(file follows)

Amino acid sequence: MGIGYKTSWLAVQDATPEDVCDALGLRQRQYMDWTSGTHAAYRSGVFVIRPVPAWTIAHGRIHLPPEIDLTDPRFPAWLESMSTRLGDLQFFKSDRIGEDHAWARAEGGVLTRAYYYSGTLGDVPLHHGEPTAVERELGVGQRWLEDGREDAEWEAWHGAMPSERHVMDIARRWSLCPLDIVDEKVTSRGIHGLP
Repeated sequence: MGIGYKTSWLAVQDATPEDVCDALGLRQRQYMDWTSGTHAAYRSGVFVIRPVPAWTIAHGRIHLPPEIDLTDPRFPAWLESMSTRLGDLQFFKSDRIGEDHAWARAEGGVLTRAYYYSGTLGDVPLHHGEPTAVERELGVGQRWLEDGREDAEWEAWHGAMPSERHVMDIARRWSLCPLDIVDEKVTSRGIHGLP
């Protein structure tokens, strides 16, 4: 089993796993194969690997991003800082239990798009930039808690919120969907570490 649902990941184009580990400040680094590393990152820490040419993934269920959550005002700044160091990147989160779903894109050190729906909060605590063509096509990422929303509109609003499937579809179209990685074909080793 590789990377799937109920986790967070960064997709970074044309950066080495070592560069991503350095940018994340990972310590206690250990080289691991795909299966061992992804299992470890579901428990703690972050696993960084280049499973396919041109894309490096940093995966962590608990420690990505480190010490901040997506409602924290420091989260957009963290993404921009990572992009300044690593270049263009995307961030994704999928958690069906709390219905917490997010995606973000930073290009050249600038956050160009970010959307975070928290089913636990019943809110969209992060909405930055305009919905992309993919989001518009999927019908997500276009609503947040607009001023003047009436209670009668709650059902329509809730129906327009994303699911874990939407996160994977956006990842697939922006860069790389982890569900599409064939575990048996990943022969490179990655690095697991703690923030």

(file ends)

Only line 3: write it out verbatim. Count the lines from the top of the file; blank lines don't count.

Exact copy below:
């Protein structure tokens, strides 16, 4: 089993796993194969690997991003800082239990798009930039808690919120969907570490 649902990941184009580990400040680094590393990152820490040419993934269920959550005002700044160091990147989160779903894109050190729906909060605590063509096509990422929303509109609003499937579809179209990685074909080793 590789990377799937109920986790967070960064997709970074044309950066080495070592560069991503350095940018994340990972310590206690250990080289691991795909299966061992992804299992470890579901428990703690972050696993960084280049499973396919041109894309490096940093995966962590608990420690990505480190010490901040997506409602924290420091989260957009963290993404921009990572992009300044690593270049263009995307961030994704999928958690069906709390219905917490997010995606973000930073290009050249600038956050160009970010959307975070928290089913636990019943809110969209992060909405930055305009919905992309993919989001518009999927019908997500276009609503947040607009001023003047009436209670009668709650059902329509809730129906327009994303699911874990939407996160994977956006990842697939922006860069790389982890569900599409064939575990048996990943022969490179990655690095697991703690923030």